Analog Science Fiction and Fact - September 2011 - Vol. CXXXI No.9
Edited by Stanley Schmidt
Cover Artist: NASA and Lynn Barranger
Review by Sam Tomaino
Analog Magazine ISBN/ITEM#: 1059-2113
Date: 26 June 2011 / Pub Info / Table of Contents /
The September 2011 of Analog features stories by Gray Rinehart, Carl Frederick , Emily Mah, Brad R. Torgersen. and Craig DeLancey along with the third part of a serial by Edward N. Lerner and the usual features.
The September 2011 issue of Analog has some good stories.
The short fiction begins with "Therapeutic Mathematics and the Physics of Curve Balls" by Gray Rinehart. Joey Carter, only eleven years old, lives in a freak show in 1941. He is "Baseball Boy" because he has a birth deformity that looks like a baseball was stuck in his head. He finds release in the world of mathematics. He can perform complex calculations in his head. He can also read minds and, slightly, influence them. The freak show manager beats him and he must figure a way to escape. This was a nicely told tale with a good sense of the time in which it was taking place.
Up next is "Hostile Environment" by Emily Mah. Mala and Jasraq are two kids who wind up getting in trouble all the time. The problem with that is that on Mars, that could be trouble. When they're jumping of an ATV ends with a weather station blowing up, they are blamed even though they didn't do anything. It doesn't help that the son of the base commander is good at manipulating things to get them in trouble. The real problem is that they are all three annoying kids. It doesn't help that Mala develops something I'll call Wesley Crusher syndrome.
"The Chaplain's Assistant" in the story by Brad R. Torgersen is our narrator. The chaplain himself is dead and our narrator does what he can for the "multi-dimensional" chapel that many come to. The chapel is on a colony world called Purgatory on which most of the humans have been killed by an alien race they call 'the mantes', because they look like a large mantis. One day, one of these beings, calling himself a professor, enters the chapel, asking the assistant about the human belief in God. The reason why the professor is in need of this information fills our narrator with terror. You don't get much deep theology here, but this was an interesting piece about the clash of cultures.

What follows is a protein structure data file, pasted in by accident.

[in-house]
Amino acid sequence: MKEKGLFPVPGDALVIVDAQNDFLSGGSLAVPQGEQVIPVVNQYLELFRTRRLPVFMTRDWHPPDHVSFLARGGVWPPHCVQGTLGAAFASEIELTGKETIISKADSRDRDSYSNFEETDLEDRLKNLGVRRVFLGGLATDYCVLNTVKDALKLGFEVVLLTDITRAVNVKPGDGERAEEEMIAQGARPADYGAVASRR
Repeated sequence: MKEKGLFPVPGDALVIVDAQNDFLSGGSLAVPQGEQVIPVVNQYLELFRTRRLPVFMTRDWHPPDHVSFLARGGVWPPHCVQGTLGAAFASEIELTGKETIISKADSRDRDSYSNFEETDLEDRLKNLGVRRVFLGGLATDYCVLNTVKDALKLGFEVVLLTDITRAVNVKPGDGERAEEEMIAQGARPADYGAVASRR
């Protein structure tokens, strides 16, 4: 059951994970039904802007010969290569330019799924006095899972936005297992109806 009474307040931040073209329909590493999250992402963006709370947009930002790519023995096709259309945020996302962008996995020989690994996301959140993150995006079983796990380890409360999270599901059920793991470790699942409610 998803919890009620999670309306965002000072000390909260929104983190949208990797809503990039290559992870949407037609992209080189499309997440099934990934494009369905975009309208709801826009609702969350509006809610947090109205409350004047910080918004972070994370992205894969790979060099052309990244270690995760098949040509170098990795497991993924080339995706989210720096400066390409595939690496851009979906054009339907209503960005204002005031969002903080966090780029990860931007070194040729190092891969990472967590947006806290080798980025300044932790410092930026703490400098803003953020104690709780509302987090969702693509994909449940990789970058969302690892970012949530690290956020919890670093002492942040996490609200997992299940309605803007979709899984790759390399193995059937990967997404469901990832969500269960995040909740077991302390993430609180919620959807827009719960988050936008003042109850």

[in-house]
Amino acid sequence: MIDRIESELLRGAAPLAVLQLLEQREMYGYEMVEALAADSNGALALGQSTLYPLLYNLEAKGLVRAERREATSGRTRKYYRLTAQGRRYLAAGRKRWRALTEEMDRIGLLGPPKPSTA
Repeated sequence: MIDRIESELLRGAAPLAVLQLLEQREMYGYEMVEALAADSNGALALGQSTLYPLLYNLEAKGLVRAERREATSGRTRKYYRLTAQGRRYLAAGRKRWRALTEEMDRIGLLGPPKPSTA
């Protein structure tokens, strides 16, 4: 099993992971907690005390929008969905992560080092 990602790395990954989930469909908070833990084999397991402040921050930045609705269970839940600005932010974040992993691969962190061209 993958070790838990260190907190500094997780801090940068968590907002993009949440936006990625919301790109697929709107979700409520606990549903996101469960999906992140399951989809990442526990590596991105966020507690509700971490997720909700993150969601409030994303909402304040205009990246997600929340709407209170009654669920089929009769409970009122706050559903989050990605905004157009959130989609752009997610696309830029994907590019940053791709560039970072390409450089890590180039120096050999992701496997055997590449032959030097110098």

"Asteroid Monte" by Craig DeLancey is an old fashioned cop partnership story. Amir Tarkos is recruited by the Galactic police force whose official name is the Harmonizers but that everyone calls the Predators. His partner is a Sussuratian whose name is Briaathursiasaliantiormethessess, Bria for short. On their first mission, Tarkos' familiarity with an old card game scam, helps them figure out what is going on. This was nicely done.
In "Helix of Friends" by Carl Frederick, Mark has the ability to mind-link. So does his best friend Gary and Gary's adopted son, Adrian. Gary has been having problems with Adrian, who has been talking about someone named Eric who he is communicating with. Gary is convinced that Adrian is lying and this has caused an estrangement between the two of them. Because you can only link with someone close to your age, Mark agrees to try "helix of friends" therapy in which one links with someone a little younger who links with someone else a little younger and so on. That way Mark can link with Adrian. He does this, but also links with Eric and what is really happening is quite surprising. It also makes for a good story.
Again, I recommend that you subscribe to Analog.